Biography of Famous Preacher Father Divine Part 1
About the famous American preacher and religious character Father Divine, biography and history of the church evangelical.
FATHER DIVINE (c. 1864-1965)
His followers often chanted "He is God, he is God, he is God, God, God!" The women among them wore sweaters with a "V" for "virgin," and, slightly modified, a popular tune of the period serenaded him with the words "I can't give you anything but love, Father. . . ." The bald, paunchy little man--he was 5'2"--wore $500 silk suits, was chauffered about in a Duesenberg, or flew with his army of secretaries in a private plane. The "Heavens" established by his disciples (some 20 million of them, he claimed) made him rich, but he owned next to nothing in his own name. He didn't even have a bank account. He fed, clothed and housed the poor of all races at his missions, helped Fiorello La Guardia and Franklin Roosevelt get elected by lending his support, and consoled thousands searching for some faith to hold onto during the Great Depression. Yet husbands sued him, claiming that their wives frolicked in his heavenly boudoir, "The Sun Dial," and one domestic-relations judge denounced him from the bench as a methodical home-wrecker. To some, Father Divine was a saint or folk hero, to others a black Elmer Gantry or P. T. Barnum. Whichever the case, he was a genuine American phenomenon.
Father Divine claimed that he'd arrived on earth intact in a puff of smoke at "about the time of Abraham" to spread a creed of peace, communal living, celibacy, honesty, and racial equality. More likely he was born on Hutchinson's Island, Ga., anywhere from 1864 to 1877, his real name probably being George Baker. As the son of a Georgia sharecropper and former slave, there were few opportunities open to him, and from childhood on he worked at odd jobs, even preaching in Sunday schools, until he became a disciple of Sam Morris, a Negro who promoted the idea that he was "Father Jehovah." He then joined a group called "Live Ever, Die Never." These cults formed the basis for his own movement and he was soon promoting himself along similar lines, much to the annoyance of Georgia officials. He was tried as a public nuisance, booked as "John Doe, alias God," and given the choice of confinement in a mental institution or leaving the State.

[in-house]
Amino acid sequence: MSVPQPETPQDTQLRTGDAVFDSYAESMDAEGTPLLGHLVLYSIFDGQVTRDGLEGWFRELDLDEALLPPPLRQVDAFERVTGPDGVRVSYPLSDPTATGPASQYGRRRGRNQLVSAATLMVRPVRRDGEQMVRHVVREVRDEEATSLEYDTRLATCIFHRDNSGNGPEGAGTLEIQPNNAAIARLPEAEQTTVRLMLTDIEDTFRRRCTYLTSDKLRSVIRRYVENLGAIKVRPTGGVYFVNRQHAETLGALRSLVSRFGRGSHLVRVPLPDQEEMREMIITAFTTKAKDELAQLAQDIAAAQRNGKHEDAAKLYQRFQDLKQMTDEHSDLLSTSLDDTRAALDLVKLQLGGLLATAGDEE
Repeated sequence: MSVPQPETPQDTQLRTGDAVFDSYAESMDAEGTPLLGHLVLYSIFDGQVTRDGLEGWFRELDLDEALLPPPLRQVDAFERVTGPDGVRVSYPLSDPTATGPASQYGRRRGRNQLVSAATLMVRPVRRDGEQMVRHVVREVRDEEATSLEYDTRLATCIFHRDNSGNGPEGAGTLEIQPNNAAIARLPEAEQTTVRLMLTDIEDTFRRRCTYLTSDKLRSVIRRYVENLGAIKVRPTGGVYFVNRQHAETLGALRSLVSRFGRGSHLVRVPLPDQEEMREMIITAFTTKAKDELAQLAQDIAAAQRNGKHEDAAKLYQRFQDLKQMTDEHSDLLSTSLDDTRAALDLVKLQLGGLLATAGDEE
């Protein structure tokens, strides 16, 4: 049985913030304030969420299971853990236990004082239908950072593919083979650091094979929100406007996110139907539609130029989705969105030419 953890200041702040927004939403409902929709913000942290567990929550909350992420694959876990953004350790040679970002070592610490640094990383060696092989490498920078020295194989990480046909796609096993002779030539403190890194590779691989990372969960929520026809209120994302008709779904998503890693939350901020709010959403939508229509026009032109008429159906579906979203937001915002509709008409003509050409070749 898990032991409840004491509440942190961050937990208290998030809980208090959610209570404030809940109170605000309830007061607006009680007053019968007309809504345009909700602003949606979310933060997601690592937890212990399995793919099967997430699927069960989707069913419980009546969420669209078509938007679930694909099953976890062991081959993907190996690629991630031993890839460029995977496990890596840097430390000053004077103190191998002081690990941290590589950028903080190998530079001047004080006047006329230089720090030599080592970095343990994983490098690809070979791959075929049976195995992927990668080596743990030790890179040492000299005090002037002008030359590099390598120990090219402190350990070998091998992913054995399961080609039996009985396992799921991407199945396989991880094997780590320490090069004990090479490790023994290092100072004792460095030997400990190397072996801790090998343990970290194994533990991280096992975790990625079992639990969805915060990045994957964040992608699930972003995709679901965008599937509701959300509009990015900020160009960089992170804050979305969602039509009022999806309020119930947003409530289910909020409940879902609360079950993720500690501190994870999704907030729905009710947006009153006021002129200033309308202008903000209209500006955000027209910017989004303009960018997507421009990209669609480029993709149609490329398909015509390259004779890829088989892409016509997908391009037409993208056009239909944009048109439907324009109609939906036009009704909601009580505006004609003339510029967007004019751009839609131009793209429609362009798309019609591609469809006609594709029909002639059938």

With a few adherents, Father Divine opted for the 2nd alternative and headed north, where he settled in Harlem in 1915 and began persuading thousands of followers that he was God. His logic and language often were not of this world. "God is not only personified and materialized," he once said. "He is repersonified and rematerialized. He rematerialized and He rematerializes. He rematerialates and He is rematerializatable. He repersonificates and He repersonificatizes." Such indescribable tortuosities, and others such as "repersonifiably metaphysicalizationally" were probably uttered both to impress and confuse his followers and thus convince them of his divine origins. Though not so intended, they can be viewed as the ultimate satire on the semantics of the hucksterism that has pervaded American life before and after him.
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